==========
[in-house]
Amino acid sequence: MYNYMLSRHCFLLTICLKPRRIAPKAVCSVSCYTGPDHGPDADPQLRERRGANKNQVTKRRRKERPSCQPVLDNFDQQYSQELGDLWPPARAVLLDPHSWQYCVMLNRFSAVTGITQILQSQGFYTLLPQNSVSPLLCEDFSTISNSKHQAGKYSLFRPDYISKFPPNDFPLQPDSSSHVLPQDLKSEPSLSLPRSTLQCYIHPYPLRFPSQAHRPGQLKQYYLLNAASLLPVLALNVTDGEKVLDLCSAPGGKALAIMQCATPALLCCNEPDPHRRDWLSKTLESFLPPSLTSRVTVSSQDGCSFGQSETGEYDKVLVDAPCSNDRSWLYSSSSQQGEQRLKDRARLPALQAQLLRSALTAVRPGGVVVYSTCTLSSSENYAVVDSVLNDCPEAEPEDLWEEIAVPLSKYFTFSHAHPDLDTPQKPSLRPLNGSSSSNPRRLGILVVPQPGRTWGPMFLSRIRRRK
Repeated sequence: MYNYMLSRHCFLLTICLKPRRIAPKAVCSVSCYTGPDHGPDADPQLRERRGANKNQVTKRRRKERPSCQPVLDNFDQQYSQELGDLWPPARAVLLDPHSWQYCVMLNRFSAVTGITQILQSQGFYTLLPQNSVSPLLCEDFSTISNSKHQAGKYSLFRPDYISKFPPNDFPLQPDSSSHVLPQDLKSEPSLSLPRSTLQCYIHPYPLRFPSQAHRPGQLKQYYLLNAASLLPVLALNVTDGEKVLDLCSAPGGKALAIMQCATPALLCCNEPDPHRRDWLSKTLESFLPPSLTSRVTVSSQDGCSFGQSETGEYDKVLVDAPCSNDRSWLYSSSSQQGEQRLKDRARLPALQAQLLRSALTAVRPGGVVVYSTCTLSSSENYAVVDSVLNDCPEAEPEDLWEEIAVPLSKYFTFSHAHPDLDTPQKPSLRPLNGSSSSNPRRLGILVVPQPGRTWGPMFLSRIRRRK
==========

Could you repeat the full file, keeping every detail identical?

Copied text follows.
[in-house]
Amino acid sequence: MYNYMLSRHCFLLTICLKPRRIAPKAVCSVSCYTGPDHGPDADPQLRERRGANKNQVTKRRRKERPSCQPVLDNFDQQYSQELGDLWPPARAVLLDPHSWQYCVMLNRFSAVTGITQILQSQGFYTLLPQNSVSPLLCEDFSTISNSKHQAGKYSLFRPDYISKFPPNDFPLQPDSSSHVLPQDLKSEPSLSLPRSTLQCYIHPYPLRFPSQAHRPGQLKQYYLLNAASLLPVLALNVTDGEKVLDLCSAPGGKALAIMQCATPALLCCNEPDPHRRDWLSKTLESFLPPSLTSRVTVSSQDGCSFGQSETGEYDKVLVDAPCSNDRSWLYSSSSQQGEQRLKDRARLPALQAQLLRSALTAVRPGGVVVYSTCTLSSSENYAVVDSVLNDCPEAEPEDLWEEIAVPLSKYFTFSHAHPDLDTPQKPSLRPLNGSSSSNPRRLGILVVPQPGRTWGPMFLSRIRRRK
Repeated sequence: MYNYMLSRHCFLLTICLKPRRIAPKAVCSVSCYTGPDHGPDADPQLRERRGANKNQVTKRRRKERPSCQPVLDNFDQQYSQELGDLWPPARAVLLDPHSWQYCVMLNRFSAVTGITQILQSQGFYTLLPQNSVSPLLCEDFSTISNSKHQAGKYSLFRPDYISKFPPNDFPLQPDSSSHVLPQDLKSEPSLSLPRSTLQCYIHPYPLRFPSQAHRPGQLKQYYLLNAASLLPVLALNVTDGEKVLDLCSAPGGKALAIMQCATPALLCCNEPDPHRRDWLSKTLESFLPPSLTSRVTVSSQDGCSFGQSETGEYDKVLVDAPCSNDRSWLYSSSSQQGEQRLKDRARLPALQAQLLRSALTAVRPGGVVVYSTCTLSSSENYAVVDSVLNDCPEAEPEDLWEEIAVPLSKYFTFSHAHPDLDTPQKPSLRPLNGSSSSNPRRLGILVVPQPGRTWGPMFLSRIRRRK